Fannin County Museum of History

   

‚ÄčOne Main Street, Bonham, Texas

In Other Words. . . .

Bonham Daily Favorite, September 25, 1994


Small acts, seemingly unimportant or trivial events, can provide a chronology in the historical development of a town, state, or nation. The earthshaking occurrences, the major decisions, the dominate persons are what are usually recorded, what is remembered, and what is used as example. But the minutiae is the mortar that holds the building blocks together. Today's column deals with some of this minutiae.

Sometime in the late autumn of 1837, a petition, probably carried by Dr. Daniel Rowlett, to the Texas Congress in session at Washington on the Brazos, was presented on the floor of the House.

The petition began, " We your petitioners being citizens of the Republic of Texas and residing within the following boundary, beginning on the bank of Red River at the mouth of Bois d'Arc Creek and running up said creek to the crossing thereof at the residence of Carter Clift . . . due south thirty miles . . . due west thirty miles, then north to Red River... hereby petition your honours to erect the district of country included in the foregoing boundary into a new county."

The petition was signed by 118 men, 80 of whom were already settled in or would settle within the boundaries of Fannin County.


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At a joint meeting of the House of Representatives and the Texas Senate on December 14, 1837, Joseph Rowe, Speaker of the House, and S.H. Everitt, President Pro Tern of the Senate, signed a recently enacted bill entitled:  "An Act Creating the County of Fannin."

The act provided that the first court of the county was to meet at the residence of Jacob Black on the last Monday in January 1838. NOTE: Jacob Black's residence was on Red River just east of the present day bridge spanning the River at Sowell's Bluff.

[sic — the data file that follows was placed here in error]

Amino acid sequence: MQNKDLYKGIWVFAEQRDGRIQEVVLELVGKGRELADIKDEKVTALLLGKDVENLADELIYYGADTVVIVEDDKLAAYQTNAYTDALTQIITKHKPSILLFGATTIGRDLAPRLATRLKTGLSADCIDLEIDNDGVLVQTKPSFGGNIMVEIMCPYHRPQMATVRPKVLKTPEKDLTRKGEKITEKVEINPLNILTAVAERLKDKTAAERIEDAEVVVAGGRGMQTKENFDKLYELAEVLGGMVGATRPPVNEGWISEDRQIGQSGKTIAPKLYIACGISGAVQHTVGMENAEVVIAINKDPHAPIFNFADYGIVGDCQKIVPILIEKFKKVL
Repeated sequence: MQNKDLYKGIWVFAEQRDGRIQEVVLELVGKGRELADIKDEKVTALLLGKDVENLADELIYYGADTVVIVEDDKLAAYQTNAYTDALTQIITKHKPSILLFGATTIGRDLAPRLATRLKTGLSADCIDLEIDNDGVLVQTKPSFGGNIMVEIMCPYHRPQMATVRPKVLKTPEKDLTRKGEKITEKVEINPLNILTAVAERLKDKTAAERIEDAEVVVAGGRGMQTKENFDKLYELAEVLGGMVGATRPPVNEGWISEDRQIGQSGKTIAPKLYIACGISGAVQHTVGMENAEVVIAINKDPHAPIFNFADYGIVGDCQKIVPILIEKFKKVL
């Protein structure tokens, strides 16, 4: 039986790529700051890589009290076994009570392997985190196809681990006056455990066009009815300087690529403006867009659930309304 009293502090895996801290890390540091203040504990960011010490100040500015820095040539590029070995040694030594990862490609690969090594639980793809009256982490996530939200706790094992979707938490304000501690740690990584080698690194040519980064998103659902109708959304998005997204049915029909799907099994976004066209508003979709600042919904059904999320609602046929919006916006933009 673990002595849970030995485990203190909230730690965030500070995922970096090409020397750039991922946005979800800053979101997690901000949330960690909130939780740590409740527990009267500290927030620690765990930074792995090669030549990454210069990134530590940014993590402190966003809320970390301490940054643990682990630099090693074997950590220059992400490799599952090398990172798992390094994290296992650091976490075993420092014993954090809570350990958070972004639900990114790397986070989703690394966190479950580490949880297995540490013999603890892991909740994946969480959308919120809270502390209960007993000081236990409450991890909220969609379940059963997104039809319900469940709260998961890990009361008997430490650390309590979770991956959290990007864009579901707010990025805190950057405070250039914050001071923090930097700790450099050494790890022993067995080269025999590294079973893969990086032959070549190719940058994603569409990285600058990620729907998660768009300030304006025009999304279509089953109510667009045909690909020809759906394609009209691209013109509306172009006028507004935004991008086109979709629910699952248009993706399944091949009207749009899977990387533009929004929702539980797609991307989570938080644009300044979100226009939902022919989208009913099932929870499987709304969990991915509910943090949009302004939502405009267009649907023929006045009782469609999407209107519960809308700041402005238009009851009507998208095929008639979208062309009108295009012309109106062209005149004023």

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If the court met on the last Monday in January, 1838, no record exists. The first entry in the court records is headed "at Jacob Black's cabin, April 9, 1838." The first officers of the court were appointed by the Congress and at that April meeting the court was organized using job titles somewhat different than those of today.

John G. Jouett was recognized as Chief Justice of Fannin County as differentiated from today's County Judge. Justices of the County were James R. Oneal , Joseph Swagerty, Thomas Lindsey, Mabel Gilbert, Thomas G. Kennedy, and Robert B. Fowler, or as today, County Commissioners.

Gilbert, Kennedy, and Fowler failed to make an appearance and were fined for their absences. In fact, Fowler failed to show for any of the remaining meetings of the year and was dutifully fined each time. His name disappears from the official ranks in early 1839.

On the 26th of April 1838 Robert Fowler appeared before the Fannin County Board of Land Commissioners, applied for and received a certificate for First Class Land Grant #70 which entitled him to 1/3 League of land. His name also appears on the tax roll of 1838. And then Robert B. Fowler disappears from the annals of Fannin County. His fate is unknown.